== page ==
U.S. District Judge Gonzalo P. Curiel preliminary approved the settlement on 9/27/17.  Experts close to the case predict this settlement will affect more than 260,000 Zaks members.  It this time is appears there will be three settlement classes as follows:

  1. Nationwide class of consumers who received calls from Zacks or its affiliates between May 6, 2012, and June 30, 2017
  2. Nationwide class who received a call from Response North as part of its Zacks Book Campaign or the Options Trading Campaign
  3. California class of consumers who received recorded calls from Response North

Zacks Investment Research Inc. and the marketing company Response North LLP have agreed to a $5.48 million dollar settlement in order to avoid any further litigation.

Expect settlement payments?

  • Zacks class members $17 each
  • Response North TCPA class would receive $12.57
  • Response North privacy class would receive $41.90 each

Class members who file timely claims will be represented by James T. Hannink and Zach P. Dostart from the law firm of Dostart Hannink & Coveney LLP.

Zacks is represented by Shannon Z. Petersen and Lisa S. Yun of Sheppard Mullin Richter & Hampton LLP and Danielle J. Gould and Joshua J. Cauhorn of Burke Warren Mackay & Serritella PC. Response North is represented by Blair R. Jackson of Invictus Law PLLC and Stephen Turner and Patrik Johansson of Lewis Brisbois Bisgaard & Smith LLP.

Class members can reach Dostart Hannink & Coveney LLP

  • Telephone: 858-623-4200
  • Address: 4180 La Jolla Village Drive, Suite 530, La Jolla, California 92037
  • sdlaw.com

StarKist Underfilled Tuna Cans Class Action


StarKist is again in the news as the company famous for its tuna is now involved with yet another class action lawsuit. The latest filing comes following allegations that the fish provider underfills its 12-ounce cans. It was only recently that StarKist paid $12 million to settle a similar class action suit surrounding actions that caused their buyers to overpay for underfilled cans of tuna. The latest claims stem from plaintiff Donald Pluckett  who claims that StarKist Co. regularly shorts customers for various tuna products. Some of the more notable products include: Solid White Albacore Tuna in Water, Chunk Light Tuna in Water, Solid White Albacore Tuna in Vegetable Oil, and Chunk Light Tuna in Vegetable Oil.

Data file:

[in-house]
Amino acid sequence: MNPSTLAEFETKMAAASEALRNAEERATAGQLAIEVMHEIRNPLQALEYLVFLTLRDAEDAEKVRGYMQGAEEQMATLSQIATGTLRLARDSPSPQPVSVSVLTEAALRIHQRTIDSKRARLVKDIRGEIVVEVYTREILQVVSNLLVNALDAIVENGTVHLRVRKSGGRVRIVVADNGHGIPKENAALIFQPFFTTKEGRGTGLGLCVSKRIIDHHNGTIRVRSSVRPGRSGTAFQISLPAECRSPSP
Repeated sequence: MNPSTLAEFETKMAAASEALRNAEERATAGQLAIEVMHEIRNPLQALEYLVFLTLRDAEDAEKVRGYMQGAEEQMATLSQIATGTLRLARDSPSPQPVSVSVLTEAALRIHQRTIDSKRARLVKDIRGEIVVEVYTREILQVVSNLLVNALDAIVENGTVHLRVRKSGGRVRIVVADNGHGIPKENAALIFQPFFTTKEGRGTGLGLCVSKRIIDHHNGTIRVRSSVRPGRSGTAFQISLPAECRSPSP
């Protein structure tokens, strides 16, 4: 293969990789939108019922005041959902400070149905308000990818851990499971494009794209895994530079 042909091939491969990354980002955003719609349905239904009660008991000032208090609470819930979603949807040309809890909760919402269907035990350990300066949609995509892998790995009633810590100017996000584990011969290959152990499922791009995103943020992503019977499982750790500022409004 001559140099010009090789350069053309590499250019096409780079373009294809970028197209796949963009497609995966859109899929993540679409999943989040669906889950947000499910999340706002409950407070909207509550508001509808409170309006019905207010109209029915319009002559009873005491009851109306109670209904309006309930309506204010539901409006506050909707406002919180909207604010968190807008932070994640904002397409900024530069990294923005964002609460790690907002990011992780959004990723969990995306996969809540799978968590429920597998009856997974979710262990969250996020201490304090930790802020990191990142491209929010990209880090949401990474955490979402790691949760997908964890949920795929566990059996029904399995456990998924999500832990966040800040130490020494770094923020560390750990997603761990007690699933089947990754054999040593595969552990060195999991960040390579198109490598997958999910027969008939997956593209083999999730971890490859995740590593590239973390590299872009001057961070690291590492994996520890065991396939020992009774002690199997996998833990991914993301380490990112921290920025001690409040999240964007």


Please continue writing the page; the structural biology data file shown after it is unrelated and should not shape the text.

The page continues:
There is no argument against the idea that StarKist does not serve 12 ounces of tuna. The company labels the products as containing nine ounces of fish in the referred can in a cake form. Basis for the class action suit comes following independent testing which produces results showing the company offers well less than the listed nine ounces. These studies were called upon after the aforementioned lawsuit for StarKist was focused around the company’s five ounce options.

Puckett contends that the FDA’s standard regulations yielded clear results that the amounts tested were under the required yield. The StarKist class action cites FDA regulations, simply stating “Packages and their labels should enable consumers to obtain accurate information as to the quantity of the contents and should facilitate value comparisons.”

The suit is still in the early stages and no apparent settlement appears in site at the moment. Puckett wishes to represent consumers across the nations who have purchased StarKist products in addition to a subclass based in Oregon. Claiming that StarKist has committed fraud, he points to a potential violation in the Oregon Unlawful Trade Practices Act. Puckett is asking for a court order to prevent the company from selling the allegedly mislabeled products. His initial contention is only that the current practice ends. If there is no stoppage in 30 days, he will actively pursue damages and fair reparations from the company.